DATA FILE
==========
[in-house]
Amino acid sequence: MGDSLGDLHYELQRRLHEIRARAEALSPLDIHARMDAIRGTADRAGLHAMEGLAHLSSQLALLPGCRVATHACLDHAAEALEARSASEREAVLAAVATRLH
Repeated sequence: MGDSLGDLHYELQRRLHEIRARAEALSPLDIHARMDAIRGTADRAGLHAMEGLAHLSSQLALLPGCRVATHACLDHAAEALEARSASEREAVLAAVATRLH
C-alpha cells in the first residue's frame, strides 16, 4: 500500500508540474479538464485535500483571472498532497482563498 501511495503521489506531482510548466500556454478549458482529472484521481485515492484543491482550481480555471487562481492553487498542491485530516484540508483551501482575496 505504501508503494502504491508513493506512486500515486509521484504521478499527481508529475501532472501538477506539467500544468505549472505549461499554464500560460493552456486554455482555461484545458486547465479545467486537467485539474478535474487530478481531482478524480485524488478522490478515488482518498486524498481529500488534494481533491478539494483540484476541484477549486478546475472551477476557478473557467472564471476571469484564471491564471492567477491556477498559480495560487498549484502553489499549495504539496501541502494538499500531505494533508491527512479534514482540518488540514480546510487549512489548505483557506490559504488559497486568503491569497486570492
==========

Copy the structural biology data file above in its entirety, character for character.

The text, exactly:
[in-house]
Amino acid sequence: MGDSLGDLHYELQRRLHEIRARAEALSPLDIHARMDAIRGTADRAGLHAMEGLAHLSSQLALLPGCRVATHACLDHAAEALEARSASEREAVLAAVATRLH
Repeated sequence: MGDSLGDLHYELQRRLHEIRARAEALSPLDIHARMDAIRGTADRAGLHAMEGLAHLSSQLALLPGCRVATHACLDHAAEALEARSASEREAVLAAVATRLH
C-alpha cells in the first residue's frame, strides 16, 4: 500500500508540474479538464485535500483571472498532497482563498 501511495503521489506531482510548466500556454478549458482529472484521481485515492484543491482550481480555471487562481492553487498542491485530516484540508483551501482575496 505504501508503494502504491508513493506512486500515486509521484504521478499527481508529475501532472501538477506539467500544468505549472505549461499554464500560460493552456486554455482555461484545458486547465479545467486537467485539474478535474487530478481531482478524480485524488478522490478515488482518498486524498481529500488534494481533491478539494483540484476541484477549486478546475472551477476557478473557467472564471476571469484564471491564471492567477491556477498559480495560487498549484502553489499549495504539496501541502494538499500531505494533508491527512479534514482540518488540514480546510487549512489548505483557506490559504488559497486568503491569497486570492